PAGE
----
Schizophrenia and Other Psychoses

  • Peter HartwichEmail author
  • Georg Northoff


Schizophrenia is a complex disorder that shows various symptoms which, as emphasized in older and recent psychopathological approaches, can be traced to a basic disturbance of the self with “self-fragmentation” (Kohut) of its spatiotemporal structure. Our neuropsychodynamic perspective focuses on the basic disturbance of self and its underlying neuropsychodynamic mechanisms—the latter are considered spatiotemporal at their very core as they focus on the spatiotemporal relation or alignment of the brain’s spontaneous activity to the respective environmental context the world.

We will explain how findings of neurobiological research of abnormalities in the brain open a new understanding of the etiopathogenesis and psychodynamic of psychotic diseases.

An abnormal resting state activity and imbalance between anterior and posterior midline regions (hyperconnectivity) correspond with disturbances of the self. The disbalance between default mode network and central executive network, lateral regions of the prefrontal and parietal cortex on the neural level, seems to mirror the confusion of external and internal mental content, which is on the neuropsychodynamic level a “self-environment blurring.” Such “self-environment blurring” leads to what psychodynamically has been described as loss of ego boundary (Federn, Freud) with “abnormal cathexis.” We consecutively describe examples of the investment energy “cathexis” in different psychotic qualities: hypocathexis, oscillating cathexis, decathexis, anticathexis, paracathexis, and hypercathexis.

How is such abnormal cathexis related to the different symptoms? On the clinical neuropsychodynamic level, we see the psychotic patient’s counter-regulation to restore the spatiotemporal structure of the self as a paraconstruction. Many symptoms are the result of different qualities of paraconstruction, which we describe in examples for particular cases, e.g., delusion of pregnancy, delusion of love, Othello syndrome, catatonic and coenesthetic syndrome, etc.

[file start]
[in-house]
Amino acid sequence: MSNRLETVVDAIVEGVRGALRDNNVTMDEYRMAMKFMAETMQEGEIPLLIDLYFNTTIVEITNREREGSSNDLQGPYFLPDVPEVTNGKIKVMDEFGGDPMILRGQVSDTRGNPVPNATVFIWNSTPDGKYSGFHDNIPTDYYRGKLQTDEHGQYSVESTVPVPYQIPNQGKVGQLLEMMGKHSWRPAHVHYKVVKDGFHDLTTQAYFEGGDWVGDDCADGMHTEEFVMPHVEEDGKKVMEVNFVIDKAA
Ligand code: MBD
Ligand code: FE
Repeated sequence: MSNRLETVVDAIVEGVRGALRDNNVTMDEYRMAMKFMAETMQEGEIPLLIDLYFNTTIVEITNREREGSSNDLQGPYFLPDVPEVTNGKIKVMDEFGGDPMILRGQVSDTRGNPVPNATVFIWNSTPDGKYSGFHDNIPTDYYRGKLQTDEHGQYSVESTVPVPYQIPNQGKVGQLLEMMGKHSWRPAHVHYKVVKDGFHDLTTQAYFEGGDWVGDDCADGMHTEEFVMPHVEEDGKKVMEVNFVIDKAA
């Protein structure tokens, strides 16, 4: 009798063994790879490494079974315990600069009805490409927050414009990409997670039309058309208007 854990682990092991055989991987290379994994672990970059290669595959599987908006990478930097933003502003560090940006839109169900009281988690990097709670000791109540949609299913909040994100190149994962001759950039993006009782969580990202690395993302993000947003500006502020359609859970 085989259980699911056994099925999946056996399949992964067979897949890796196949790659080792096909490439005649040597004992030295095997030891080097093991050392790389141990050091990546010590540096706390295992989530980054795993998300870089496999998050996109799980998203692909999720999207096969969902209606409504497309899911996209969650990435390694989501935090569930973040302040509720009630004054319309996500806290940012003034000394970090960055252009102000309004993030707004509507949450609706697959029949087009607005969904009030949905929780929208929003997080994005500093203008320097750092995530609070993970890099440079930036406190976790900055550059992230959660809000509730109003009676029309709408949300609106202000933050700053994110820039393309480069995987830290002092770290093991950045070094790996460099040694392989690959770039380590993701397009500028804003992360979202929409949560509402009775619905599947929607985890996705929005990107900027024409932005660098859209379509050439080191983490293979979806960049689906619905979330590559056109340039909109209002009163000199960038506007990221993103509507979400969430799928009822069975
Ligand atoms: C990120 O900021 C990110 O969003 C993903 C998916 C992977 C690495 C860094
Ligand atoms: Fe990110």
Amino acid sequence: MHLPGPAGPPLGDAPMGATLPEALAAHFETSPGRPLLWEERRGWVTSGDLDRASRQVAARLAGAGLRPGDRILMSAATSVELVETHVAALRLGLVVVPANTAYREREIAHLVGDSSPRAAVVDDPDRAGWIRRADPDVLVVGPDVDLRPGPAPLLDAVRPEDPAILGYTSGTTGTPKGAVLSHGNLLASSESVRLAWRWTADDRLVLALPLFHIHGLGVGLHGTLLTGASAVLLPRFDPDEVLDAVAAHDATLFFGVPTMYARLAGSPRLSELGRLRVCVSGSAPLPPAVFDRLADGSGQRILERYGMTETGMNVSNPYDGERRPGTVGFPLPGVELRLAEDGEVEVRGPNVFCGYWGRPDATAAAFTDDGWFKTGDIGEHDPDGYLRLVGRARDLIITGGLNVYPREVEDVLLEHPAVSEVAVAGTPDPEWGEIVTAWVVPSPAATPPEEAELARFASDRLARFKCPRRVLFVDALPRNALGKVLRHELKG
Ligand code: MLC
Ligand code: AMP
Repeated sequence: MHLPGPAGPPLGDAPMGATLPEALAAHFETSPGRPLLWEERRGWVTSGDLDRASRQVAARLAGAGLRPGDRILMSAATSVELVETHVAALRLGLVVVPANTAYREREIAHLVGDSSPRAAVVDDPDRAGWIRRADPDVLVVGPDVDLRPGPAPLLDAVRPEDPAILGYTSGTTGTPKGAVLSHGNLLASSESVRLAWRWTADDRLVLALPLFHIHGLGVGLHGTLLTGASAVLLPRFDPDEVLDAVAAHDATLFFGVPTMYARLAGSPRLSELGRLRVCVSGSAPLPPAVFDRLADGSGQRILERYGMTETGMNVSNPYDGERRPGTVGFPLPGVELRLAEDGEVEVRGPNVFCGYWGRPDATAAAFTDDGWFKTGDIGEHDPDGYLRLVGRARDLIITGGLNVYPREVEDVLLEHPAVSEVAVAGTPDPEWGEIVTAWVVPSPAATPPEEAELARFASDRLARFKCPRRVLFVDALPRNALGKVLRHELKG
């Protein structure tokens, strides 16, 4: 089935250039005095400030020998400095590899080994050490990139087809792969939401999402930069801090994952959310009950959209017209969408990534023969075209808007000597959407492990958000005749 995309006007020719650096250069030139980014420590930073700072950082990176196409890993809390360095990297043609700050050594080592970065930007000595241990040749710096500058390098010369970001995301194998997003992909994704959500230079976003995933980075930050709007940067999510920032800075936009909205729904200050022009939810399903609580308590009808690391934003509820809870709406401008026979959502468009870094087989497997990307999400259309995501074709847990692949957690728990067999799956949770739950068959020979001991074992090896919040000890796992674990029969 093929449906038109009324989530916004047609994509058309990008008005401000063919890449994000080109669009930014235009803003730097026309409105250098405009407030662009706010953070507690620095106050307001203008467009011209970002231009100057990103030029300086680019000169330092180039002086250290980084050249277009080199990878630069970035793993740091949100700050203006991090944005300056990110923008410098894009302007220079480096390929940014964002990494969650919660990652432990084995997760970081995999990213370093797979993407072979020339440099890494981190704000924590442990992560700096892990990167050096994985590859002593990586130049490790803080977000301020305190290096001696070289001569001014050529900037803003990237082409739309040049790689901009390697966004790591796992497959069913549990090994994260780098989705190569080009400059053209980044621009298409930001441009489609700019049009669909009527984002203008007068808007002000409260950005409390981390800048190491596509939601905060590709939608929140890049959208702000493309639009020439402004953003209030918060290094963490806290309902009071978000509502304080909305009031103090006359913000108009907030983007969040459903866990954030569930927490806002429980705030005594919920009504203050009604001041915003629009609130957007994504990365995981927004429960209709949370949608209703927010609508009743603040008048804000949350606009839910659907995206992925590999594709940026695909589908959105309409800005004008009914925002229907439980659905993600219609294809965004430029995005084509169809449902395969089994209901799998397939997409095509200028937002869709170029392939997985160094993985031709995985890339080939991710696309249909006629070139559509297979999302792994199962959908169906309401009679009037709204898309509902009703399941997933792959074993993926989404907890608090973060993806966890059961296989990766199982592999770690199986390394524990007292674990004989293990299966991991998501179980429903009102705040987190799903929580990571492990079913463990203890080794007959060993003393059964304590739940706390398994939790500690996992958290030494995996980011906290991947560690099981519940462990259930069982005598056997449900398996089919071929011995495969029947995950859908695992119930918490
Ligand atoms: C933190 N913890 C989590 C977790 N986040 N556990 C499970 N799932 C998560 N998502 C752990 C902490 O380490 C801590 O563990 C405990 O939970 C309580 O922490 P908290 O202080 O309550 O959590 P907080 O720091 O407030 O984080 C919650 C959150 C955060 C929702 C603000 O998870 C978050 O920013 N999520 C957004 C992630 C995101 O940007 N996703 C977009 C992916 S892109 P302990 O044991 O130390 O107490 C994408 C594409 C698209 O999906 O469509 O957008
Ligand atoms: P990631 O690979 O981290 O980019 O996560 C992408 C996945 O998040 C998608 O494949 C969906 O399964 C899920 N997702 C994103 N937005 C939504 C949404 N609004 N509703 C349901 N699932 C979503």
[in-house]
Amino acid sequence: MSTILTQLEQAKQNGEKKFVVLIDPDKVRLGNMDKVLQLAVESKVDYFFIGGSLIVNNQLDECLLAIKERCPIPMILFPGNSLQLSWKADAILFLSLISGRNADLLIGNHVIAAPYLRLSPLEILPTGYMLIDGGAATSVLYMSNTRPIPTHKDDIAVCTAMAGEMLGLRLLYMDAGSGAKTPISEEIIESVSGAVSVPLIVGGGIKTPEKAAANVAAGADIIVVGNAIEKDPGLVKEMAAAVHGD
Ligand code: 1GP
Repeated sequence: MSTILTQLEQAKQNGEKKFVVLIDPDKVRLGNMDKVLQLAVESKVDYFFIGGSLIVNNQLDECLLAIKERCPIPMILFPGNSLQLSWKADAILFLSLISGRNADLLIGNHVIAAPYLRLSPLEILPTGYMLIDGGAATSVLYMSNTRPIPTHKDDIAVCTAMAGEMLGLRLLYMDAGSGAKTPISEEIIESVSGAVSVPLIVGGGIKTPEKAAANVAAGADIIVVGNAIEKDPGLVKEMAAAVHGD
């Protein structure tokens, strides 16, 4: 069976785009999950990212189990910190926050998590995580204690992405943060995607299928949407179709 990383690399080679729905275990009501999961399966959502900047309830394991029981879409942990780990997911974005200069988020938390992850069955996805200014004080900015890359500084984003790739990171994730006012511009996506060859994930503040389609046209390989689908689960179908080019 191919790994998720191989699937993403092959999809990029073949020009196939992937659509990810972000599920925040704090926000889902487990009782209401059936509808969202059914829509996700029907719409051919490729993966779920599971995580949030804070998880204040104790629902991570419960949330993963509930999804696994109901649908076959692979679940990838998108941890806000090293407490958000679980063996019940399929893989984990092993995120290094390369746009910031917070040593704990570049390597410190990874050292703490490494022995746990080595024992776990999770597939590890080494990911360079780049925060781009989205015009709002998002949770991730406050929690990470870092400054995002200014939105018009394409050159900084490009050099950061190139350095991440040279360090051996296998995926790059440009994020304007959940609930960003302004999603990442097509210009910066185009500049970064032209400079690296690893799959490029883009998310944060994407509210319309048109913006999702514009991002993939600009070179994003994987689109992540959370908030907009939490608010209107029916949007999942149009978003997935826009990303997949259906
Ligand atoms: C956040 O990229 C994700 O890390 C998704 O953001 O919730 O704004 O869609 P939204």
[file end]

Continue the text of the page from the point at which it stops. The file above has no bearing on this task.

These compensatory mechanisms in psychosis do not reach the structural level of defense mechanisms as it was described in neuroses; therefore, it is necessary to create the concept of neuropsychodynamic paraconstruction which is to be understood in an unfolding matrix which is biological and psychodynamic as well.

One of the results is a paradigm shift of the therapist, who understands paraconstruction as a necessary protection for the self, which is in danger to fragment, and who should use treatment methods which are helpful beyond the symptoms in order to strengthen the spatiotemporal structure of the self.


Fragmentation of the spatiotemporal structure of the self Abnormal neuronal findings in schizophrenia Investment energy “cathexis” and cathexis variants Concept of paraconstruction: counter-regulation to restore the spatiotemporal structure of the self Approaches to neuropsychodynamic treatment 


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Copyright information

© Springer International Publishing AG, part of Springer Nature 2018

Authors and Affiliations

  1. 1.Department of Psychiatry, Psychotherapy, PsychosomaticsGeneral Hospital of Frankfurt am Main, Teaching Hospital University FrankfurtFrankfurtGermany
  2. 2.Mind, Brain Imaging, and NeuroethicsInstitute of Mental Health Research, University of OttawaOttawaCanada

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